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The “Do’s” and “Don’ts” of Using Social Skills to Increase Lead Generation

Cold calling. Networking events. Word of mouth. Social Media.

These are all methods that business men and women have successfully used to generate leads and find clients. But there is one strategy that many business people are not using nearly as well as they could be – the art of talking to strangers.

I realize that the thought of talking to strangers might be scary and awkward for you. It really does not have to be a big deal, though. Like anything else, there are good ways and bad ways to go about it, and there are ways to overcome your weaknesses. I am a big believer that most people can dramatically improve their communication skills, even if they think it’s a lost cause.

As a communication coach, I have often had to rely on talking to strangers to find clients myself, so I have studied this topic seriously. Here are some “do’s” and “don’ts” about generating leads the old fashioned way – in person.

The Mindset (Self-talk)

Before you even begin using the talking to strangers strategy, it is important that you have the right mindset.

Do: Be casual. As soon as you make a conversation a big deal, you will end all chances of being able to relax and be yourself.

Don’t: Have a pass/fail mindset. Instead of thinking of every conversation with a new person as a win or lose scenario, think of them as a chance to simply gain information. You are either going to find out that the person is a good connection for you or not. There is no reason to feel bad if you don’t click with someone or their business.

Starting a Conversation (The Open)

If you can’t start, you can’t finish. None of this matters if you do not know how to get things going.

Do: Keep things simple. An observational comment or even a casual “hello” or “how are you” is all you need to get a conversation going. There is no need to get fancy.

Don’t: Be dramatic. Life is rarely like the movies. You don’t have to make a big splash with a huge compliment or instant sales pitch to start talking to someone. Your best bet is to be calm, cool, and collected and just see what happens.

Continuing a Conversation (Small Talk)

Once a conversation has begun, it is important to know how to keep it going so you have the chance to close later.

Do: Ask simple questions (such as what do you do?, are you from _____?, or how long have you have been at your job?, etc.)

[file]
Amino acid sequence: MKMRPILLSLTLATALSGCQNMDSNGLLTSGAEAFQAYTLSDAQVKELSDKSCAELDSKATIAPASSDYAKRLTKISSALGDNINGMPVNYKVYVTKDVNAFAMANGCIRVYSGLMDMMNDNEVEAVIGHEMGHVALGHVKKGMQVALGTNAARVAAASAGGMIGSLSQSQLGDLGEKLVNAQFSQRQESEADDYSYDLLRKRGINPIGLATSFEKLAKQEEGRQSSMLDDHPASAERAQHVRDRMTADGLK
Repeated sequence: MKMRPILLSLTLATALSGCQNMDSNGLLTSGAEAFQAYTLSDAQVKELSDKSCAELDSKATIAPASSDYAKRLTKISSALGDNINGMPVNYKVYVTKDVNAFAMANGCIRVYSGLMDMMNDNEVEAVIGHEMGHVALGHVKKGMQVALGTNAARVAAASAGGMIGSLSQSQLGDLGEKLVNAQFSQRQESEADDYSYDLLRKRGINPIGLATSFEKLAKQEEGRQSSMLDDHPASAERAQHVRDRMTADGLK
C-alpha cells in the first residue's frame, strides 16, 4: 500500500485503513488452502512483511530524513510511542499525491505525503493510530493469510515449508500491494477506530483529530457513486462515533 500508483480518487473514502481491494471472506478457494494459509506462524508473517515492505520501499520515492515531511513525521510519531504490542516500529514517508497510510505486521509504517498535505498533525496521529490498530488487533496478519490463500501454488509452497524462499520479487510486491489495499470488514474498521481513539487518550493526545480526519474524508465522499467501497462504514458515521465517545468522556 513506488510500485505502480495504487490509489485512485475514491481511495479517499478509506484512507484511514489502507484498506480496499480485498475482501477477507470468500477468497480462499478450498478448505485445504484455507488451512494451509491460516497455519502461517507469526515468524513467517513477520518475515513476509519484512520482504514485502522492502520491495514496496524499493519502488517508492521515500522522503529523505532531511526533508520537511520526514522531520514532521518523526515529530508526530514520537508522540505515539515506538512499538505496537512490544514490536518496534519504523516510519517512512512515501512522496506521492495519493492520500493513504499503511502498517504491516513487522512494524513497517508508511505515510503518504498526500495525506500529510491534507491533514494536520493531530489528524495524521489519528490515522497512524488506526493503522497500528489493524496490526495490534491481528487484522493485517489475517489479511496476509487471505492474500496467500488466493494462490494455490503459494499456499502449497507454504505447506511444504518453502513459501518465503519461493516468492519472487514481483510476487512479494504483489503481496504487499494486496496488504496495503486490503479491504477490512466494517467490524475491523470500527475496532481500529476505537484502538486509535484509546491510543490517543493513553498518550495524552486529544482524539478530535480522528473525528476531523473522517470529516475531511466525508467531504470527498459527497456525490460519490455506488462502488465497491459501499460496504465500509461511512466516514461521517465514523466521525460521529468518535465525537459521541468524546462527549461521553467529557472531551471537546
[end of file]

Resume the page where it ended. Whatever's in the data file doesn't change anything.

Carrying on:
Don’t: Only ask questions. Asking question after question is a bad look. Do you really want the person to feel like they are being interviewed? Questions are good, but be sure you also mix in some comments of your own as well.

Ending a Conversation (The Close)

All of your conversation skills will be wasted if you don’t know how to close the deal and get contact information from a potential client.

Do: Get contact information if you have a reason to. Getting contact info is as simple as exchanging business cards. If that is not possible, ask to give and/or get an email address or phone number so you can get in touch later.

Don’t: Give your card to everyone you meet. Always make sure you have made a good connection before you start handing out your business card. This is one reason why you should never give your card to people as soon as you meet them. Yes, lead generation can be a numbers game. But, the game should not begin until you find out if there might be potential there.

Follow Up (Reconnecting)

How and when you follow up can mean the difference between closing and not closing your lead.

Do: Get in touch within 24 hours of meeting someone. Times 100 if you actually told them you would get in touch.

Don’t: Worry about how you get in touch. Email, call, text, connect on LinkedIn, whatever. It doesn’t really matter how you reach out. Just do it.

Overcoming Anxiety (Social Comfort)

Fear is normal. We don’t have to let it stop us from accomplishing our goals, though.

Do: Talk to strangers like you are already best friends. This strategy can eliminate a lot of the stress, awkwardness, and anxiety. If you are already best friends with someone, that means you aren’t nervous when you talk to them. You also don’t feel like you have to try to impress them. So, imagine that everyone you meet is already on your good side. You will be in a much better frame of mind if you do.

Don’t: Worry about being liked. Talking to strangers for business purposes is about finding good connections. Sometimes you will find them, sometimes you won’t. There should be no reason to worry if things don’t work out in any one situation. The last thing you want to do is take things personally.

Conclusion (Winning Time)

Talking to strangers is good for business, and it doesn’t have to just be reserved for the most extroverted people. It is a skill that can be learned by anyone – and it can take your business to higher levels.

Good luck!

Doug Campbell

About Doug Campbell

Doug Campbell is a communication specialist and coach in Greenville, South Carolina. He has a passion for helping people improve their public speaking and social skills and believes that communication is the key to finding success and happiness in both personal and professional settings. Connect with him on Twitter and Instagram at @MrDougCampbell or on his website at

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